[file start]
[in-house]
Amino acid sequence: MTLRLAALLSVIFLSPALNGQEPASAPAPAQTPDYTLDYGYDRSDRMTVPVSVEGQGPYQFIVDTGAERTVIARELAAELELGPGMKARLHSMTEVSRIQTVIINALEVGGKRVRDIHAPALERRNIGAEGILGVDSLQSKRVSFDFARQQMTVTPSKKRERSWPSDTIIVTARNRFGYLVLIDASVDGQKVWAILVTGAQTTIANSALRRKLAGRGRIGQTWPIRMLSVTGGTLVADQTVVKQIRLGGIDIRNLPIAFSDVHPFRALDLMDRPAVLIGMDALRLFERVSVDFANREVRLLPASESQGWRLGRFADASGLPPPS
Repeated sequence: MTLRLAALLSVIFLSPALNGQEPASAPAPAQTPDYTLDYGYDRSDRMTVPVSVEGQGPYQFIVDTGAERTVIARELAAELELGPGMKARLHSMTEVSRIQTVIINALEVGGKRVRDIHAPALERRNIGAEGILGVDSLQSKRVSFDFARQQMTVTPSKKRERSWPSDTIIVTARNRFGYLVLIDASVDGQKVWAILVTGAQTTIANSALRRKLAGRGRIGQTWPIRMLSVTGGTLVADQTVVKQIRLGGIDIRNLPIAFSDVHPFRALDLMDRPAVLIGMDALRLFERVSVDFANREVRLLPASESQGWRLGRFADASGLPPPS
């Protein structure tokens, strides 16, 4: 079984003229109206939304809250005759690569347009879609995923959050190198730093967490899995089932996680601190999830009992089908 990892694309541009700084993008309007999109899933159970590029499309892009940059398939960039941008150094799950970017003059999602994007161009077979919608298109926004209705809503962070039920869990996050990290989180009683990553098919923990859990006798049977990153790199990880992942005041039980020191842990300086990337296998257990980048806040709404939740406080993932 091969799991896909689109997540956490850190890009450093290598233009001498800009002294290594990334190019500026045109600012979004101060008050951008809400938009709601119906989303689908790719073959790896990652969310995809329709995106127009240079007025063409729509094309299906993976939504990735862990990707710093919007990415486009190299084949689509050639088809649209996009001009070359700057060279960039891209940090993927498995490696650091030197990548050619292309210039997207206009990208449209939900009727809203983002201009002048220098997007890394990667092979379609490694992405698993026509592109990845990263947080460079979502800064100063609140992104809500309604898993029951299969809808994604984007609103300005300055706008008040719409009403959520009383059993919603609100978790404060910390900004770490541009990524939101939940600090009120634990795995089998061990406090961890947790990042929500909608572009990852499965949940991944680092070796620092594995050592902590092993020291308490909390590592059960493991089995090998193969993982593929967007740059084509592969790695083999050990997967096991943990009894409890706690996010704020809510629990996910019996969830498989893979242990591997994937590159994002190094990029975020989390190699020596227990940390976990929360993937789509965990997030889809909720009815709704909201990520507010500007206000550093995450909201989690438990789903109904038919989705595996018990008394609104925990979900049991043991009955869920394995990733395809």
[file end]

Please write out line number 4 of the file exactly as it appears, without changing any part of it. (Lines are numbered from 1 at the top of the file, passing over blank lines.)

């Protein structure tokens, strides 16, 4: 079984003229109206939304809250005759690569347009879609995923959050190198730093967490899995089932996680601190999830009992089908 990892694309541009700084993008309007999109899933159970590029499309892009940059398939960039941008150094799950970017003059999602994007161009077979919608298109926004209705809503962070039920869990996050990290989180009683990553098919923990859990006798049977990153790199990880992942005041039980020191842990300086990337296998257990980048806040709404939740406080993932 091969799991896909689109997540956490850190890009450093290598233009001498800009002294290594990334190019500026045109600012979004101060008050951008809400938009709601119906989303689908790719073959790896990652969310995809329709995106127009240079007025063409729509094309299906993976939504990735862990990707710093919007990415486009190299084949689509050639088809649209996009001009070359700057060279960039891209940090993927498995490696650091030197990548050619292309210039997207206009990208449209939900009727809203983002201009002048220098997007890394990667092979379609490694992405698993026509592109990845990263947080460079979502800064100063609140992104809500309604898993029951299969809808994604984007609103300005300055706008008040719409009403959520009383059993919603609100978790404060910390900004770490541009990524939101939940600090009120634990795995089998061990406090961890947790990042929500909608572009990852499965949940991944680092070796620092594995050592902590092993020291308490909390590592059960493991089995090998193969993982593929967007740059084509592969790695083999050990997967096991943990009894409890706690996010704020809510629990996910019996969830498989893979242990591997994937590159994002190094990029975020989390190699020596227990940390976990929360993937789509965990997030889809909720009815709704909201990520507010500007206000550093995450909201989690438990789903109904038919989705595996018990008394609104925990979900049991043991009955869920394995990733395809």